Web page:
Thanks to an easy-to-measure return on investment (ROI) most data centers’ virtual server environments are growing rapidly. Many organizations have implemented a “virtualize first” policy, where all new servers are virtualized. In addition, legacy servers are being migrated to virtual instances as quickly as possible. While virtual environments have shown an incredible ability to scale and generate positive ROI, the data protection process has not. This data protection scaling issue threatens to slow virtualization adoption as well as reduce its ROI.
To scale at the rate of virtualization growth, data protection solutions need to adopt new capabilities and simplify, but not abandon, current features. In order to keep their virtual environments scaling and generating ROI, IT planners need to take a fresh look at what they should expect from data protection solutions so that the data protection process can scale in lock-step to virtualization.
Virtual Data Protection Needs to be Flexible
The first requirement of a data protection solution designed to scale with the virtual environment is that it be flexible. Virtualization is unique in the world of IT projects in that organizations large and small are implementing it. Each of these organizations has different needs and skill sets which must be accommodated.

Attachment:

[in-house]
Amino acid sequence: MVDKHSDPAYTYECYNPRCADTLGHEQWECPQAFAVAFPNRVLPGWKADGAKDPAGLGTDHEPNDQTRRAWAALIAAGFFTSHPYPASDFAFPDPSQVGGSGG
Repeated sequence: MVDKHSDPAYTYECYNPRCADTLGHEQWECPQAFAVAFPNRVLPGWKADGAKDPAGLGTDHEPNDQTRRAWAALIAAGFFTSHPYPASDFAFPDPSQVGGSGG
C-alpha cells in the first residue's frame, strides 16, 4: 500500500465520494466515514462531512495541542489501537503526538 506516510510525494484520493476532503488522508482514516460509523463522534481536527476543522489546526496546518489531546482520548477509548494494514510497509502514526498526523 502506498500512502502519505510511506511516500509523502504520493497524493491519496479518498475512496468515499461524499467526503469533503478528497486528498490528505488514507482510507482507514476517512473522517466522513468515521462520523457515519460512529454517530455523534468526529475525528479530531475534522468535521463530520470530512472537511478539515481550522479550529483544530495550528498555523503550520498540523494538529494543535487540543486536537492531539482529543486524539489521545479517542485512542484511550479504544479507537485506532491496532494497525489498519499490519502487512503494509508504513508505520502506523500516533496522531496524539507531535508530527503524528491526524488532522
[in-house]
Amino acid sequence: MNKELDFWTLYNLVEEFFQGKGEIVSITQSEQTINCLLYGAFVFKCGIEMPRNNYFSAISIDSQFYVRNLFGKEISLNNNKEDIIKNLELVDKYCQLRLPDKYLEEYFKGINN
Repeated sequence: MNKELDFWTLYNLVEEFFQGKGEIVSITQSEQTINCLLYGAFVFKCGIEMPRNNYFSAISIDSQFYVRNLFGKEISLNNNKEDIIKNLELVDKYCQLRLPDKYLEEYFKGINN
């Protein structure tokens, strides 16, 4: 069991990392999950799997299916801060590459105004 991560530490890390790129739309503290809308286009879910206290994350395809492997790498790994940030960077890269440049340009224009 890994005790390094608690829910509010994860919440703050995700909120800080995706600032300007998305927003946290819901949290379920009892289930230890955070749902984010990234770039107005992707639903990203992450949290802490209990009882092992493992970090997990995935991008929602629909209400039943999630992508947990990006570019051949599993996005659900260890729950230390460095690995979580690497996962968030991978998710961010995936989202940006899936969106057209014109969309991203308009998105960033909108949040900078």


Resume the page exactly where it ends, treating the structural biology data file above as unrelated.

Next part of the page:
Organizations without data-protection focused staffing are going to increasingly look to cloud based solutions to help compensate for some of their administrative shortfalls. While smaller in size the applications that these organizations are running in their virtual environments are just as critical to them as they are to large enterprises with dedicated data protection staffs. They need complete protection and restoration feature sets but delivered in a more automated and outsourced fashion.
Enterprises on the other hand will have the staffing to manage and support their own data protection operations. Because of sheer size they will need the capability to fine-tune their data protection processes to the specific needs of the business.